My thoughts are that if the roof or chimney were leaking, you'd see evidence long before the water hits the basement ceiling, no?

The fact the water leak is above the ground level means the water is likely getting past the cladding. The fact it only does it during extreme rain points to the gutter system overflowing (IMHO).

The problem may then be twofold; the gutter (as it is) can't cope with heavy rain, and second, there is a breach in the cladding and/ or membrane behind the cladding.

  • I agree with the chimney have had had water run down to the wall and do the same thing. Another area to look at is the windows. Here 2 specific areas outside the seal T the tops and side a driving rain can cause water to run down the walls , 2nd the weep holes at the bottom of your windows (outside) many times these get filled with dust and dead flys, clean the track out and make sure the holes are open I did not see them in the photo but they look like retrofits to me ensuring good drainage in the track and sealing around the frame may be the problem.+ – Ed Beal Sep 21 '18 at 20:12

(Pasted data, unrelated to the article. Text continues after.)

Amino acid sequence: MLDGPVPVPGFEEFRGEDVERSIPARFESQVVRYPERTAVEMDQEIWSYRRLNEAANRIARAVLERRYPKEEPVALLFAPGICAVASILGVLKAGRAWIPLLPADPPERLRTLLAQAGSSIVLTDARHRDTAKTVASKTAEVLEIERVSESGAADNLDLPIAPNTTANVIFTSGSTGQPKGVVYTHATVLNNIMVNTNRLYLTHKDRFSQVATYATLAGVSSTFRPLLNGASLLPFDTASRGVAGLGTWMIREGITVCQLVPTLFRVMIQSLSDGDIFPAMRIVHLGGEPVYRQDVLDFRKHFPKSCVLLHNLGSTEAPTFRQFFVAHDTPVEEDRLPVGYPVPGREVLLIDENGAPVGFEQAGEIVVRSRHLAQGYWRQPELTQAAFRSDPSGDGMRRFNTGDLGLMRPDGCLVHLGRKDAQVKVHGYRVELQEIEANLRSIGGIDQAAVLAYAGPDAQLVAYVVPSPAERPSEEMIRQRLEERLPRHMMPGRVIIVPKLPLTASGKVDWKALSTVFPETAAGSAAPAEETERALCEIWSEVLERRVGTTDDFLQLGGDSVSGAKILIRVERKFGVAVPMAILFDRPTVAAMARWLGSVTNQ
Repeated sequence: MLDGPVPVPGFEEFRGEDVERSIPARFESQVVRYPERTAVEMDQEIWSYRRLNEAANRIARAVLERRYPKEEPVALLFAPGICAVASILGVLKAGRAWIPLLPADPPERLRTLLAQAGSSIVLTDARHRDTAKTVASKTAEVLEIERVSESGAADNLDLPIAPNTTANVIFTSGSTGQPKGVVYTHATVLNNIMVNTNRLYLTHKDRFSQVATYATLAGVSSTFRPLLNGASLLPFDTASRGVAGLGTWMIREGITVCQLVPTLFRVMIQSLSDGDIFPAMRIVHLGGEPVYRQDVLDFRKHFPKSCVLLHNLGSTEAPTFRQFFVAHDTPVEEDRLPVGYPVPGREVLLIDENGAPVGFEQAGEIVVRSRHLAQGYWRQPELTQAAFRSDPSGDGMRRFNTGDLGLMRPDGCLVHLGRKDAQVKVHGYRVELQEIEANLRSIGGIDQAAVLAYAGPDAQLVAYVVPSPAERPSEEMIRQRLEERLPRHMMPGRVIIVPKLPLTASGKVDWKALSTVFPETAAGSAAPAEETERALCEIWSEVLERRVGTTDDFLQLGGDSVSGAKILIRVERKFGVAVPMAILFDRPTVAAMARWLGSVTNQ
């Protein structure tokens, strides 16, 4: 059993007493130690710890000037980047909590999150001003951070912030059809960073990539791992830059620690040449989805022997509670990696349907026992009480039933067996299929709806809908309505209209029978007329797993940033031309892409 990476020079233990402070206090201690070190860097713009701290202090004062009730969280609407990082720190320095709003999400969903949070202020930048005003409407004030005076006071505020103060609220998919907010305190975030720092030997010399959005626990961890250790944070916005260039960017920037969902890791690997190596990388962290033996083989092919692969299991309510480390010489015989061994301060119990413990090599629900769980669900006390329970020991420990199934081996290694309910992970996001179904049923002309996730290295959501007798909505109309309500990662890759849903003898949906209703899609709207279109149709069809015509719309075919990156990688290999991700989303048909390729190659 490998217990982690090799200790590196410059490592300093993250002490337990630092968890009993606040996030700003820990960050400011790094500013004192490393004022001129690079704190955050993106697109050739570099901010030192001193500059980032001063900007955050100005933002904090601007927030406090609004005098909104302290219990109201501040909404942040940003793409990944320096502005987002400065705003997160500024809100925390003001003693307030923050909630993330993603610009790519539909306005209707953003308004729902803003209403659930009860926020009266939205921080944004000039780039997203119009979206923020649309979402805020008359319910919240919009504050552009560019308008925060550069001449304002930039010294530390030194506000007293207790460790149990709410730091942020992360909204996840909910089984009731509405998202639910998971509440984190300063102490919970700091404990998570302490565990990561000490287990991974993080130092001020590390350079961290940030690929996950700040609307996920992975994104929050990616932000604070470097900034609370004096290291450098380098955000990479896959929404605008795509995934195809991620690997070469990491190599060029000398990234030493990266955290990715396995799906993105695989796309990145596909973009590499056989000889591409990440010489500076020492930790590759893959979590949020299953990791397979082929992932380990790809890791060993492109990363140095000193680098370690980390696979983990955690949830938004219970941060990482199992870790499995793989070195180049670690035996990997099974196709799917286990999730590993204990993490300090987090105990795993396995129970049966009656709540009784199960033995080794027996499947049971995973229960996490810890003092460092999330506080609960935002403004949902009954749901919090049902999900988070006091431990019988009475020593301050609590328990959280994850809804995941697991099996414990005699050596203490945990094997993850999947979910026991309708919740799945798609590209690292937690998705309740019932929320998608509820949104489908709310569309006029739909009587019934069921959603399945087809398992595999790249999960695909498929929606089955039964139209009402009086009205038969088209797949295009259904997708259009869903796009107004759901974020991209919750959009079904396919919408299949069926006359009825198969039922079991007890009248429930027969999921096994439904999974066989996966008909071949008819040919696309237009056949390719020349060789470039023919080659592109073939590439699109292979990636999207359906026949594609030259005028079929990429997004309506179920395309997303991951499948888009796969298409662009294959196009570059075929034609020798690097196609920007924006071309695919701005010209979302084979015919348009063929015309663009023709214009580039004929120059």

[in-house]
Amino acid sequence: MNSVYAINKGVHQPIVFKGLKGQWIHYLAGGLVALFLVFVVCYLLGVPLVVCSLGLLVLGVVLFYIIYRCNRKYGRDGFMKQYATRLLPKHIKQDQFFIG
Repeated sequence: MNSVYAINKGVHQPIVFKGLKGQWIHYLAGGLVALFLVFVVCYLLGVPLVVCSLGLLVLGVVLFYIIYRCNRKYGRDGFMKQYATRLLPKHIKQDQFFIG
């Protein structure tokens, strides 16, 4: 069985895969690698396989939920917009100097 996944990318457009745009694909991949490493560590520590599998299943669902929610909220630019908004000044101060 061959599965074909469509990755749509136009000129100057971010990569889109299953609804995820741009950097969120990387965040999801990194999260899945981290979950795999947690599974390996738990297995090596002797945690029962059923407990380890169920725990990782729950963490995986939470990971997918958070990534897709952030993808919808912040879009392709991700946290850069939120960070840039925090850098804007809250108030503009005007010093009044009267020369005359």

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I would consider the fasteners for the low bracket on the downspout. How far do they penetrate the outside wall?

They could act as a pathway for rainwater to follow. I would expect the amount of water in a light rain to be insufficient to make the basement ceiling wet. A heavy rain on the other hand might be enough.

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I just saw something similar in a parking garage stairwell. See the attached picture. There is definitely no plumbing anywhere near the wall, and there is no leak in the roof. It is called basement wall sweat.

This happens if your home is too humid, the concrete walls touch the air, and the concrete is colder than the air. Concrete warms up slower than the rest of your home. So if your home temperature increases even a small amount, the concrete will be the coldest point; so it becomes the first point to collect dew.

Check your dryer vent. If a bird made a nest in there, you might not be venting water vapor properly. Clean your dryer lint trap after each load. Keep windows and doors closed at all times to keep out humidity, even when the outside weather seems nice. Turn down your humidifier or throw it away.

Your ac and furnace both dry out your air, so they can help.

Search the net for "basement wall sweat". Insulation can help, but you have to install it right, or it will make things worse.basement wall sweat in the parking garage where I work

  • I will get chimney checked. Gutter were cleaned. I know the installed gutter foam are couple of years old. I will check if drip-edges are installed. Thanks. – cjo Sep 16 '18 at 0:07
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    Welcome to Home Improvement! This is really a comment, not an answer. With a bit more rep, you will be able to post comments. – Machavity Sep 16 '18 at 2:16